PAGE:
Football 101: Alfred Blue's skillset


It's not often that rookies selected in the sixth round of the NFL Draft make a significant impact in year one. A handful of players selected in 2014's sixth round were released and have moved on to another team. Some spent the year on the practice squad. Some are out of football altogether just one year later.

That was not the case with the Texans' second sixth round selection in 2014. With the pick the Texans acquired from the Oakland Raiders in the Matt Schaub trade, they selected a running back from LSU that had long been overshadowed by a group of talented skill players down on the bayou.

However, it didn't take long for Alfred Blue to make his presence known in Houston. Just one quarter into the opening game of his rookie campaign versus the Washington Redskins, the former LSU product knifed through the line, blocked a punt, recovered the loose ball and ran it in for the first touchdown of his career. It was one of his four touchdowns on the season - the aforementioned blocked punt return, two rushing touchdowns and one receiving. He was one of only two Texans players to record a touchdown in three different ways. What kind of company did he keep as a rookie?

J.J. Watt was the other Texan who found three different ways to score a touchdown.

When Arian Foster injured his groin early in training camp, the debate began whether Blue was ready to step into the starting role for a significant period of time. In 2014, Blue was forced into Foster's shoes in a couple of games, including the team's win over Cleveland. In that game, Blue ran the ball a whopping 36 times, more than half of his senior season rushing total at LSU. Blue got stronger with more carries as the game wore on; he eventually finished with 156 yards on those three dozen carries.

Foster is one of the special players in this league, so no one can step in and 100% replicate his production in all three phases - run game, pass game and pass protection. However, as a rookie, Blue showed flashes that he can handle any responsibility put in front of him. Let's examine one of those phases, breaking down an inside zone run that highlighted Blue's burgeoning and improving running skills.


The Texans aligned in the shotgun with Blue next to QB Ryan Mallett, with TE/H-Back Garrett Graham in a traditional fullback alignment. Mallett changed the play, and the run blocking responsibility, a few times just before the ball was snapped.

Eventually, he settled on an inside zone play, similar to the split zone, but with a few wrinkles. Instead of the left side of the line crashing down to the right as in a true zone play, they blocked the covered linemen over them, leaving Graham responsible for the off the ball linebacker #58.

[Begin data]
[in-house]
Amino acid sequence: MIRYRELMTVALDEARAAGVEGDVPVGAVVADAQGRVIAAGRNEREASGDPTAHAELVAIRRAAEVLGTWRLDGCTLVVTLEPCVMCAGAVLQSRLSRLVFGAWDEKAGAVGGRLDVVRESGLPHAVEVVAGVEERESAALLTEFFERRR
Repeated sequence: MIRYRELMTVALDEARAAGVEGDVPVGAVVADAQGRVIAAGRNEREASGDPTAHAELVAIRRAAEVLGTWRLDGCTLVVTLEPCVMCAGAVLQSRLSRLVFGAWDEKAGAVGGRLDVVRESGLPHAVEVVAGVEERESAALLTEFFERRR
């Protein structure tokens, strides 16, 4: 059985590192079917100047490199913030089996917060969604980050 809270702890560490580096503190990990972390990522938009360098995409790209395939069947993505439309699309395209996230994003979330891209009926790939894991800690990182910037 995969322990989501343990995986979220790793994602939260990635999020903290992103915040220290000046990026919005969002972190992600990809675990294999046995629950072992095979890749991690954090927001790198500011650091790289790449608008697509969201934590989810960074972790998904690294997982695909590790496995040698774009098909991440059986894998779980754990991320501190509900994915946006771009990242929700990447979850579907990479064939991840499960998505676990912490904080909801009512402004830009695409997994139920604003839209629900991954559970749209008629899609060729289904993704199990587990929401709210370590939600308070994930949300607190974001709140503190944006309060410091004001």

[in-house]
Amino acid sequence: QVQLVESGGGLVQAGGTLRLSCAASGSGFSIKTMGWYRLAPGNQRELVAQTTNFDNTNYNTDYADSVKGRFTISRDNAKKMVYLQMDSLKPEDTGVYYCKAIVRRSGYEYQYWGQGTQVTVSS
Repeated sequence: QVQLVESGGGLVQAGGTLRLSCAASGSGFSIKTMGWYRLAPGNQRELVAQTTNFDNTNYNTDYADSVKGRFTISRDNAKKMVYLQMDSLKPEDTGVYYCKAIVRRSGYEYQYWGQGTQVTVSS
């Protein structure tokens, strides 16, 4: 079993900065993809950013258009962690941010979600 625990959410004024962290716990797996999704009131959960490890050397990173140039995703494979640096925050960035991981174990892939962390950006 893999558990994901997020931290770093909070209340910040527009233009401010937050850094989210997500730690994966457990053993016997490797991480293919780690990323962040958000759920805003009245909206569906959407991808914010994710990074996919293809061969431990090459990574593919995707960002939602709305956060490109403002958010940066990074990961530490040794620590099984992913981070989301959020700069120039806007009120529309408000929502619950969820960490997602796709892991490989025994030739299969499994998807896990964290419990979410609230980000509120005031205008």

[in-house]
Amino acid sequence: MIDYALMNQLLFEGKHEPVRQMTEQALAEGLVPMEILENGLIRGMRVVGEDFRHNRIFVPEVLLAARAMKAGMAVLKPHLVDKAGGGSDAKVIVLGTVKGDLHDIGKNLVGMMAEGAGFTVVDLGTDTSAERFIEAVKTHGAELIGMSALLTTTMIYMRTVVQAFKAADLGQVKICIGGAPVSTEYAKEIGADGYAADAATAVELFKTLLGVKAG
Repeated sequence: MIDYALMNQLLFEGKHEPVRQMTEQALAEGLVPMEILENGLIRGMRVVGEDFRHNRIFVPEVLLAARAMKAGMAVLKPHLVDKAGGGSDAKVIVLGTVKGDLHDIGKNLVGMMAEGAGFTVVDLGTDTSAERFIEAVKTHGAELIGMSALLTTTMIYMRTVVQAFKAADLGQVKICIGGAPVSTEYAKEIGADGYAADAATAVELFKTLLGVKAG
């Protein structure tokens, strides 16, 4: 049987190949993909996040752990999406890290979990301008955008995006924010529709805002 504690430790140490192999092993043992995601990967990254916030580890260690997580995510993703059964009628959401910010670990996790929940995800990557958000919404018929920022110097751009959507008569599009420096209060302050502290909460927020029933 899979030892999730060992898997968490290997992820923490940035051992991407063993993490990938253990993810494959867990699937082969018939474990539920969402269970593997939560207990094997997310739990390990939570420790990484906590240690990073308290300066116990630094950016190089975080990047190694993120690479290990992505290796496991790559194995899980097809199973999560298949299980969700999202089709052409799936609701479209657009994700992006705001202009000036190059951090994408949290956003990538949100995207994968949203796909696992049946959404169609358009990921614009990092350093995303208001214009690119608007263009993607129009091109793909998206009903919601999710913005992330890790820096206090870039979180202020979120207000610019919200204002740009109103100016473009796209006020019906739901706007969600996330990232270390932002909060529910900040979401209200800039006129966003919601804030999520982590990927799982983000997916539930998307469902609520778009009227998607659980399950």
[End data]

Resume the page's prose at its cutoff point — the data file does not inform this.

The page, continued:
As the play transpired, the front side linebacker Craig Robertson No. 53 saw a hole develop immediately and he shot directly into the B gap (between guard and tackle). Blue immediately spied Robertson and changed course.


Blue's eyes then shot to the backside where left guard Ben Jones had locked on his responsibility, left tackle Duane Brown had his man under control and Graham had eyes for the inside linebacker.


Blue's vision brought him back to the middle of the field where seemingly a substantial hole developed.


But, the inside linebacker played off Graham's block well and Donte Whitner, the Browns safety, closed on the ball quickly. The hole was open but it doesn't stay open long in the NFL. Blue found that out in a hurry. However, take a look at where the Browns defenders made contact with him in picture number five. Blue hadn't even gotten to the helmet logo at midfield.


But, look where he ended up. Three to four yards after first contact, Blue was finally corralled and brought down. He turned a potential significant tackle for a loss into a seven yard gain on first down.

Vision...with which to see Robertson.

Burst...with which to speed through the open hole.
Power...with which to carry a pair of Browns for additional yards after contact.

All are hallmarks of successful big backs in the NFL and Blue flashed all of those attributes on one of his 36 carries in Cleveland on that day. Coaches often say that the biggest leap forward in a player's advancement is from year one to year two. Blue showed what a versatile weapon he can be, but without Foster for some time, he's got to be an even more accomplished runner in this offense. Looking back at a run like this, it's evident that he can be just that in the future.

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